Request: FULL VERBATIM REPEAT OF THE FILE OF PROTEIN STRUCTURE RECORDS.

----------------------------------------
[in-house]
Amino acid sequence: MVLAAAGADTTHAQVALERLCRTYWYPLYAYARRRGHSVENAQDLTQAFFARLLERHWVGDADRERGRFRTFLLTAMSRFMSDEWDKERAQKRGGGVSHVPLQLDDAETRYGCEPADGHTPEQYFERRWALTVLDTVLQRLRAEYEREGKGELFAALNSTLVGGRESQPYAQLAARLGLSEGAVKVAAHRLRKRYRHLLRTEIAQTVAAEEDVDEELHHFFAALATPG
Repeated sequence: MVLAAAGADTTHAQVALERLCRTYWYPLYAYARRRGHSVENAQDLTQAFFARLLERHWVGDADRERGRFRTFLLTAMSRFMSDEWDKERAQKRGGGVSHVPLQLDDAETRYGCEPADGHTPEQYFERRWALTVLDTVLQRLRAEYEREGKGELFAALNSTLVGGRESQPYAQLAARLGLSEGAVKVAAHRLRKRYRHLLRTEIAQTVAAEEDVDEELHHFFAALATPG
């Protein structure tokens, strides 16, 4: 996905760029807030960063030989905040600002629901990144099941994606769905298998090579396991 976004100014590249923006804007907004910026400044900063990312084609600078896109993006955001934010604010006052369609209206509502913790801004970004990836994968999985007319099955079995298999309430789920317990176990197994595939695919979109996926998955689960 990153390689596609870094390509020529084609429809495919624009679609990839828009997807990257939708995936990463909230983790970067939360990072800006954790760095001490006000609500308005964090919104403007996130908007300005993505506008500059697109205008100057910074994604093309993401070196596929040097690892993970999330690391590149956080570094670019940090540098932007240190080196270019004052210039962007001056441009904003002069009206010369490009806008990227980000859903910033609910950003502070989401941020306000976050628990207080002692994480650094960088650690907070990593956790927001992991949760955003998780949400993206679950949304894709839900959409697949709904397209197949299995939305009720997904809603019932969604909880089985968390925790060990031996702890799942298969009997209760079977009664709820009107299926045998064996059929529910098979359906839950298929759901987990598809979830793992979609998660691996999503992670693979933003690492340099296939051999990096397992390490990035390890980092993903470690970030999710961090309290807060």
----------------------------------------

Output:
[in-house]
Amino acid sequence: MVLAAAGADTTHAQVALERLCRTYWYPLYAYARRRGHSVENAQDLTQAFFARLLERHWVGDADRERGRFRTFLLTAMSRFMSDEWDKERAQKRGGGVSHVPLQLDDAETRYGCEPADGHTPEQYFERRWALTVLDTVLQRLRAEYEREGKGELFAALNSTLVGGRESQPYAQLAARLGLSEGAVKVAAHRLRKRYRHLLRTEIAQTVAAEEDVDEELHHFFAALATPG
Repeated sequence: MVLAAAGADTTHAQVALERLCRTYWYPLYAYARRRGHSVENAQDLTQAFFARLLERHWVGDADRERGRFRTFLLTAMSRFMSDEWDKERAQKRGGGVSHVPLQLDDAETRYGCEPADGHTPEQYFERRWALTVLDTVLQRLRAEYEREGKGELFAALNSTLVGGRESQPYAQLAARLGLSEGAVKVAAHRLRKRYRHLLRTEIAQTVAAEEDVDEELHHFFAALATPG
């Protein structure tokens, strides 16, 4: 996905760029807030960063030989905040600002629901990144099941994606769905298998090579396991 976004100014590249923006804007907004910026400044900063990312084609600078896109993006955001934010604010006052369609209206509502913790801004970004990836994968999985007319099955079995298999309430789920317990176990197994595939695919979109996926998955689960 990153390689596609870094390509020529084609429809495919624009679609990839828009997807990257939708995936990463909230983790970067939360990072800006954790760095001490006000609500308005964090919104403007996130908007300005993505506008500059697109205008100057910074994604093309993401070196596929040097690892993970999330690391590149956080570094670019940090540098932007240190080196270019004052210039962007001056441009904003002069009206010369490009806008990227980000859903910033609910950003502070989401941020306000976050628990207080002692994480650094960088650690907070990593956790927001992991949760955003998780949400993206679950949304894709839900959409697949709904397209197949299995939305009720997904809603019932969604909880089985968390925790060990031996702890799942298969009997209760079977009664709820009107299926045998064996059929529910098979359906839950298929759901987990598809979830793992979609998660691996999503992670693979933003690492340099296939051999990096397992390490990035390890980092993903470690970030999710961090309290807060």